And here is the 1st on the same aircraft.

Korean First Class
1st Class Korean on B787

Shall we play 7 differences game? Simply more space and a bigger screen in the 1st…. as well as a better service.

And we can keep a 1st class to offer a product whose excellence goes much further than the simple seat. Because whether we talk about 1st or business, the seat is not everything. There is also the “soft product” that is to say :

– service: attention, passenger/crew ratio, service protocol.

– the food: more sophisticated, with more noble products and more great wines first.

• la prestation au sol : avec des salons et des services dédiés au sol comme le transfert depuis le s- ground services: with dedicated lounges and services on the ground such as transfer from the lounge to the aircraft by limousine…alon jusqu’au pied de l’avion en limousine…

And it is the soft product that contributes to increase the bill: when the wine is oimproved by 2 or 3 categories, when caviar is added, when the number of passengers per crew member is reduced, it is immediately more expensive.

With the race for better business classes cabins, the question of maintaining a 1st class is therefore raised in other terms: beyond the cabin, is the passenger ready to pay for a luxury soft product when premium or superior premium would be sufficient?

When 1st class disguises itself as business class

At Korean they think the opposite: almost identical seats but different services and prices as we have seen.

Same at Malaysia. It looks like 1st class, it smells like 1st class but ….. it’s a business class !

Malaysia business Suite on A350
Malaysia business Suite on A350
Malaysia business Suite on A380
Malaysia business Suite on A380

A Business class seat or more precisely a “Business Suite”. Malaysia has decided to keep its business cabin and replaced its first cabin by a cabin which will be, at the fare level, halfway between the business and the ex first. So halfway seat and halfway service as well. On the other hand, Malaysia surely could not afford a “luxury” product with a low load factor.

And no one will take me away from the idea that there is something else behind this movement: by renaming the products in this way I have no doubt that the airlines hope to pass through the scrutiny of their corporate clients Travel Policies or, by minimizing the gap between business and “business premium”, allow the business traveler to upgrade at his own expense at an acceptable price if his business only allows him “normal business”.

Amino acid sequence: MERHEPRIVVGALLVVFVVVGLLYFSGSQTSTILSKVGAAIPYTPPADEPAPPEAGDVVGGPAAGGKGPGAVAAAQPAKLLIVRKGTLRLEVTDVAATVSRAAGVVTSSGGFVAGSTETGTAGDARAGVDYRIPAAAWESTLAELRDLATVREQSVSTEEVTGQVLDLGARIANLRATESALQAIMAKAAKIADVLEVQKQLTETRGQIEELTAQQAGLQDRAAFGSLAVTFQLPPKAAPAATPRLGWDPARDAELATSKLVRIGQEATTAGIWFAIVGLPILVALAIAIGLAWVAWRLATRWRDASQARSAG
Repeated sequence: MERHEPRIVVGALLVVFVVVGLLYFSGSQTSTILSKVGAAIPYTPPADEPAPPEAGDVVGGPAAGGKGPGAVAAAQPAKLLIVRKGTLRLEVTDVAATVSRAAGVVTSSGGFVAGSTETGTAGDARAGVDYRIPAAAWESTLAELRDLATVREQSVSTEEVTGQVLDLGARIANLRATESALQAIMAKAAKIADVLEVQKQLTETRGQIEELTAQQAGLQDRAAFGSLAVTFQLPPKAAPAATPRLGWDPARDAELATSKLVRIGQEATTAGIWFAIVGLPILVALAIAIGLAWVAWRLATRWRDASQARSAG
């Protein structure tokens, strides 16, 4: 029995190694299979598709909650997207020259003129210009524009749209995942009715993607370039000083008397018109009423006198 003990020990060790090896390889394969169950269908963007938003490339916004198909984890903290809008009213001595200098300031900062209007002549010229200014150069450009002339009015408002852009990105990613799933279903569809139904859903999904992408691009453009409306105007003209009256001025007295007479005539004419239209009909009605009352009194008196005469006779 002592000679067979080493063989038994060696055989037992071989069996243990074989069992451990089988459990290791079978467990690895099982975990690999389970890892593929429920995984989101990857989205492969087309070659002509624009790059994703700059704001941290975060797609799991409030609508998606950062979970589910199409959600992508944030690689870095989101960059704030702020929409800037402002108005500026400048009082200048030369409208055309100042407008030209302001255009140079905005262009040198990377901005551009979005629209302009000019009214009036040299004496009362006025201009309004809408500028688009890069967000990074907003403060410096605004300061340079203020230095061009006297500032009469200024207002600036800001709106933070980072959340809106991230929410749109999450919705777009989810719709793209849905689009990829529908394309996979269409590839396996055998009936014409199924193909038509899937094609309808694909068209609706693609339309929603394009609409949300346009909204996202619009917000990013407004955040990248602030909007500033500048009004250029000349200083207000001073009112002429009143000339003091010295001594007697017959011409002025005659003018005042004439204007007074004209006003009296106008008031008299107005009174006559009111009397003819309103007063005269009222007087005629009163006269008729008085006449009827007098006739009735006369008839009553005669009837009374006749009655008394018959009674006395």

Worrying” signals at Lufthansa and Singapore Airlines?

But in any case we also see airlines starting to abandon purely and simply any product above the business. For example, the Lufthansa 777-9X will be delivered without a first class cabin.

No first class on Singapore Airlines’ A350s either. What future for the 1st when the A380 is out of the fleet? It’s still too early to tell but I don’t see an airline like Singapore abandoning this product. However, it is quite possible that in the future it will be reserved for the B777-9X, of which Singapore Airlines has already ordered 20. It must be said that even if the 350 is wide, the 777 lends itself more to this type of layout due to its width and length, which means that the space occupied will penalize the total capacity of the cabin less in proportion.

The future: firsts that make sense and even more fragmented premium cabins

What conclusions can be drawn for the future? I see three.

The first is that many airlines will no longer need first class to offer a superior premium experience without going to a hard-to-fill first class. A premium business class will suffice. The conclusion is that only the airlines that combine three things will be interested in 1stes: a clientele that can afford it, destinations that make sense for this product and a positioning, I would even say a “luxury” or “art of living” culture or DNA. I call this category “1st classes that make sense”.

Where ? I am thinking of the Gulf airlines, some Asian airlines like Singapore or Japan Airlines. In Europe we know that Lufthansa will not continue and will not go for a business/premium business segmentation. But if the airline has a reputation of reliability, it cannot be said that it has a luxury or liftestyle DNA. Swiss ? Why not by forcing it a little. British ? Why not too. But one can think that its new business product will reduce the number of destinations and aircraft on which first class makes sense. Air France: this is the airline that by definition embodies this positioning and needs this type of flagship, which corresponds to Benjamin Smith’s ambitious positioning. But you still need to have the means to achieve your ambitions and with the A380s leaving, the 777s aging and no 777X in sight, I can’t see on which aircraft to install a new-generation first class that meets market standards and that, in my opinion, wouldn’t fit well on a 787 or a 350 for exactly the same reasons as those given for Singapore Airlines

And my beloved little Garuda? Economically I see them better going to premium business than keeping a 1st one that they have trouble filling even if the service is exceptional.

The second is an even more fragmented booth for an increasingly granular offer. We had considered the possibility of a multi-tiered economy class. Now we are talking about the front. Premium eco / business / premium business or first….on will be able to adapt more easily to customer expectations and to the context of the different markets.

The last one, if some were wondering how to fit so many “premium” seats, is the global premiumization of the cabins of the majors.

Photo : La Première Air France Cabin (c)TravelGuys. Use prohibited without our agreement.

Bertrand Duperrin
Bertrand Duperrinhttp://www.duperrin.com
Compulsive traveler, present in the French #avgeek community since the late 2000s and passionate about (long) travel since his youth, Bertrand Duperrin co-founded Travel Guys with Olivier Delestre in March 2015.